I first heard the news Tuesday night from another resident on my floor. First, a door slam. Then, the sound of someone running exuberantly through the hall. And finally, the news itself, reverberating against the walls:
Initially, I didn’t believe it. Penn hadn’t given students a snow day in seven years, and I hadn’t had one in nearly four. After checking the University’s web site three times to make sure I wasn’t hallucinating, I immediately thought of all the extra work I could accomplish — chapters that needed reading, problem sets that needed completing and essays that needed writing.
Then my inner fifth-grader woke up and slapped me silly. This was no time for work.
At its core, a snow day for a student is an unexpected taste of pure freedom. You’re suddenly relieved of your primary responsibility — school — and given a day to play until exhaustion.
For College junior and Texas native Michael Shaw, Wednesday was his first snow day. “I was really excited when I found out,” he said. “I knew I didn’t want to study. I wanted to use the entire day to have fun, go crazy and play in the snow.”
Amen to that. After a late breakfast on Wednesday, I heard there might be a snowball fight in between Rodin and Harrison College Houses, so I headed to the Superblock. When I got there, random groups of people had already gathered. Some were going sledding; they gripped their orange boards tightly as they marched off to glide at breakneck speeds down a nearby hill. Others were building snowmen. But most were packing snowballs, preparing anxiously for the coming war.
Like all snowball fights, this one degenerated into a series of fratricidal battles. Your only friend is the tree behind you, and God help you if you fall. I hadn’t been in a really good snowball fight in at least 10 years, so I had to relearn some of the rules the hard way. For example, when all your friends pick up snowballs and smile at you, it’s probably a good idea to run.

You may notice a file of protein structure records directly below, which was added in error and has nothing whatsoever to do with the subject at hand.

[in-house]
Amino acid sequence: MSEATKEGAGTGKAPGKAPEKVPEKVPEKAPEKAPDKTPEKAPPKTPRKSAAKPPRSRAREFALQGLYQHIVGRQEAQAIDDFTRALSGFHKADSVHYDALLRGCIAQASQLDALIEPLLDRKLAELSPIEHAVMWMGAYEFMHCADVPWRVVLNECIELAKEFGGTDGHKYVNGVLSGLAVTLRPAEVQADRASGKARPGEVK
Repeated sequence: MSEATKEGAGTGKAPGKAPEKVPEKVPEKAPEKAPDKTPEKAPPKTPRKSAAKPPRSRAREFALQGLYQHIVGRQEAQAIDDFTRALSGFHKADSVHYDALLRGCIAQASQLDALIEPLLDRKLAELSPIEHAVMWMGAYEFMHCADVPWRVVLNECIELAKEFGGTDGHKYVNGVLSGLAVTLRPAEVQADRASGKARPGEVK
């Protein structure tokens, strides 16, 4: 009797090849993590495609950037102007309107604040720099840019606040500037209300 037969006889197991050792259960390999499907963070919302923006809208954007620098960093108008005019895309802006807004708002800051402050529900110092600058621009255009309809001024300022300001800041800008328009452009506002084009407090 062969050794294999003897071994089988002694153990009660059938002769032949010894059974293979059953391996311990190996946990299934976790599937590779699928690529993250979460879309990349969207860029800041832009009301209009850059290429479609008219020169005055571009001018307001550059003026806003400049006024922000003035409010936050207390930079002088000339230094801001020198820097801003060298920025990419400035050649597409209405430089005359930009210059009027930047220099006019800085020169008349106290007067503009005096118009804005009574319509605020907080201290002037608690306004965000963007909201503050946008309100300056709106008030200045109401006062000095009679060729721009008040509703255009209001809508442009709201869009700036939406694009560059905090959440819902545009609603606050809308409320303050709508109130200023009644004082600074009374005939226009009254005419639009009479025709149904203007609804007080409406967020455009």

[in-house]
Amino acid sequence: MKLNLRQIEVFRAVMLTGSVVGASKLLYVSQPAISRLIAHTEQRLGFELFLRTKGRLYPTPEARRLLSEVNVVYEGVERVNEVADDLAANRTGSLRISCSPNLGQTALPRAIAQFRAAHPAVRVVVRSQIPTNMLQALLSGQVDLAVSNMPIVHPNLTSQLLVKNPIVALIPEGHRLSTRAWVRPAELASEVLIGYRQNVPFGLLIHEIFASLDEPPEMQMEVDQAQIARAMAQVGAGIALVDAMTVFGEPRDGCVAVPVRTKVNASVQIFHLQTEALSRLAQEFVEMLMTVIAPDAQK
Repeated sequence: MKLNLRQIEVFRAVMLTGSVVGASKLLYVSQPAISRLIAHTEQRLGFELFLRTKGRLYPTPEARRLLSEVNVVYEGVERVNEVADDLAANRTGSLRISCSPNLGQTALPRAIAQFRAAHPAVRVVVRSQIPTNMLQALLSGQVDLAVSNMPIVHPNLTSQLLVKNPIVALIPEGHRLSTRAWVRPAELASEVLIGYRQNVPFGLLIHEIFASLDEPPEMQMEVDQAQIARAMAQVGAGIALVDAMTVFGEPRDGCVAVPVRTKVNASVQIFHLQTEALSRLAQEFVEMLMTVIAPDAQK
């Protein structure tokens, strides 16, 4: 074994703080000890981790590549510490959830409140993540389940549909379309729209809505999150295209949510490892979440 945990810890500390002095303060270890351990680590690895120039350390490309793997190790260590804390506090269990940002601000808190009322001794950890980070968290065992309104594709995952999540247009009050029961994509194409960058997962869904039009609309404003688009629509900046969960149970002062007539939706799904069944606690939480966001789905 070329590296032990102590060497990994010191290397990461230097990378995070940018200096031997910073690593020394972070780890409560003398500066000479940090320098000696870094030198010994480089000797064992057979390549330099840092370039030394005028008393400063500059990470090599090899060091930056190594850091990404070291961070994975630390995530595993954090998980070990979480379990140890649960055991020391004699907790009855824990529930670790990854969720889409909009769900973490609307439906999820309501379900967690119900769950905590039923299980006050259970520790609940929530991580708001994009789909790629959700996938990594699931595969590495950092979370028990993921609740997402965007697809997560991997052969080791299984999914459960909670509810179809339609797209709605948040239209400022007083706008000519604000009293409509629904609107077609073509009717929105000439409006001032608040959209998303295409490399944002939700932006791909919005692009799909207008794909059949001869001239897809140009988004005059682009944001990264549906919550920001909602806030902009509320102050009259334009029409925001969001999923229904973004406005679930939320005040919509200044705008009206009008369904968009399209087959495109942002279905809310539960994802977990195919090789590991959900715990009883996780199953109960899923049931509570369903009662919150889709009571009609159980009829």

Eventually, my friends and I made truces and joined together. Emboldened by our newfound strength in numbers, we roamed around like a band of Vikings, surprising other groups with a hail of frozen fury.
Participating in a snowball fight as an adult brings its own set of challenges. For one thing, building protective snow forts proves much harder when you’re six feet tall. The only thing I could effectively hide behind when rebuilding my arsenal was the Dueling Tampons. I also get colder faster.
Not everything’s different, though. There’s still a certain feeling of ecstasy when you ambush your enemy from behind a tree. And nothing matches the sheer thrill of charging blindly at the other team, yelling hoarsely into the wind as you pelt your enemy mercilessly. Like all snow days, this one ended with me defrosting next to a heater, sipping some milk and watching the gusts of wind outside. It’s nice to know that after a decade or so, some things haven’t changed.
After graduation, we will enter the real world, where nothing — not even the weather — can give us a break from our responsibilities. Years from now, we might even consider snow a nuisance, an obstacle that prevents us from driving to the office or getting errands done.
That’s why snow days are so precious. To all the underclassmen out there, you just might get a few more before you leave college — if you’re lucky. Hold onto these snow days, and use them to reconnect with the kid inside you. You might have to procrastinate a little, but it’s well worth the effort. As Calvin and Hobbes put it, childhood is short, and maturity is forever.
Ashwin Shandilya is a Wharton senior from New Market, Md. He is the former Marketing Manager and Editorial Page Editor of the DP. His e-mail address is firstname.lastname@example.org. Penn vs. Sword appears on Thursdays.Comments powered by Disqus
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